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30-Day versus Open Credit

Dear Jeff,
I wanted to apply for a credit card. This is the first credit card that I’m applying for
. So I’m new to all of this and don’t quite understand all of the details that the credit card companies seem to expect. I do not understand what an open 30-day credit line is. What does that mean and how is it different from other credit cards like Visa? Please help, I don’t want to wind up with problems right out of the gate.

Laura R.
Ontario, Canada

Hi Laura,
It’s a good thing that you’re doing the due diligence on this and following up because there are big differences in how creditors expect you to pay back debt. You could’ve gotten into a lot of trouble simply because you didn’t understand the type of credit you applied for and how it works.

Here is a quick breakdown of everything you need to know. I’ll give you some advice on choosing the right first credit card below after we get through the basics…

Different types of debt work in different ways. The difference is usually in how much credit you get AND how that debt is paid back.
The first difference is between “closed credit” and “open credit”. These are basically fancy names for loans and credit cards respectively.
A loan is “closed credit” because you borrow a finite amount of money that gets paid back over a set period of time.
“Open credit” describes credit cards because you don’t borrow a certain amount over a certain time. Instead, the creditor provides a credit limit and you can borrow up to that amount anytime you, please. Then you can keep borrowing as long as you pay the balance down according to your set payment schedule.

Now, when you’re talking about open credit lines, you have two options for paying off your debt:
The most common is called a “revolving” credit line. The amount you pay every month is not set. Instead, it changes based on a formula assigned by the creditor. The more you borrow, the more you’ll be expected to pay. However, you can carry a balance from one month to the next as long as you make the minimum required payment.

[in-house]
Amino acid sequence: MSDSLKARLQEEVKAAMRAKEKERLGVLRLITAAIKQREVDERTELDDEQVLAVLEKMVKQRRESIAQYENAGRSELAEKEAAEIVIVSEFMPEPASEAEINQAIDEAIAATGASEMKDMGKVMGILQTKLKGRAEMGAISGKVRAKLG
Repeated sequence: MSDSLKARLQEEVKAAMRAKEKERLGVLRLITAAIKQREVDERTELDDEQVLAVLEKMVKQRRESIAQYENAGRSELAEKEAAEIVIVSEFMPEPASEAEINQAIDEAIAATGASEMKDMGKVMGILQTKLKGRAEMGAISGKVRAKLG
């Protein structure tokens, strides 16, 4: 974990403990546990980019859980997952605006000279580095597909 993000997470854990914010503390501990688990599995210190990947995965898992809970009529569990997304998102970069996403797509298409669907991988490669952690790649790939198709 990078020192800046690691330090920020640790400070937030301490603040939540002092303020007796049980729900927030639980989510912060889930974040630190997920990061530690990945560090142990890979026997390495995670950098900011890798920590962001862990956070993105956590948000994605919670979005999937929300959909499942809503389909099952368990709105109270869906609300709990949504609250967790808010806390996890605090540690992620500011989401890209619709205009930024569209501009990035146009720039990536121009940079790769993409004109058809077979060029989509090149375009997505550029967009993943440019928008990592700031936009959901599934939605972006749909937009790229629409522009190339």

With a less-common 30-day credit line, you have to pay everything back that you’ve borrowed at the end of the month.
There are pros and cons to each. Which one you choose really depends on how you plan on using the card.
If you’re planning on using the credit card to make smaller everyday purchases in an effort to help build credit, then a 30-day credit line may be a good option. You’ll pay off your debt every month so you won’t have any outstanding debt that will cause problems. On the other hand, if you’re using the card to make large purchases so you can spread out the cost of big-ticket items over time, then a 30-day credit line is a bad idea. That is because you won’t have the means to pay off the debt by the end of the month; a revolving account may work better.
So it really depends on how you plan on using the card. I should warn you, there’s another important distinction between credit cards that you may encounter if this is your first credit card and you don’t have much information in your credit history. As a new credit user, companies may require you to get a secured credit card instead of an unsecured card.

With a secured card, you need to put down a deposit in order to open the credit line. Creditors sometimes do this for new credit users and people with low credit scores because they don’t want to extend credit in case you fail to pay back what you borrow. An unsecured credit line doesn’t require a deposit. The creditor extends the line because your credit score is strong enough that they have a fair amount of trust that you can pay the debt back.

There are secured versions of both 30-day and revolving credit cards. Therefore, you can go either way even if you don’t have strong enough credit to qualify for unsecured cards. I’d recommend looking at your budget. Think about how you want to use the card. Weigh the decision carefully before you choose the card that’s right for you.

Jeffrey Schwartz
Executive Director

Jeffrey Schwartz is the Executive Director of Consolidated Credit Canada and Former President of the Credit Association of Greater Toronto (CAGT).

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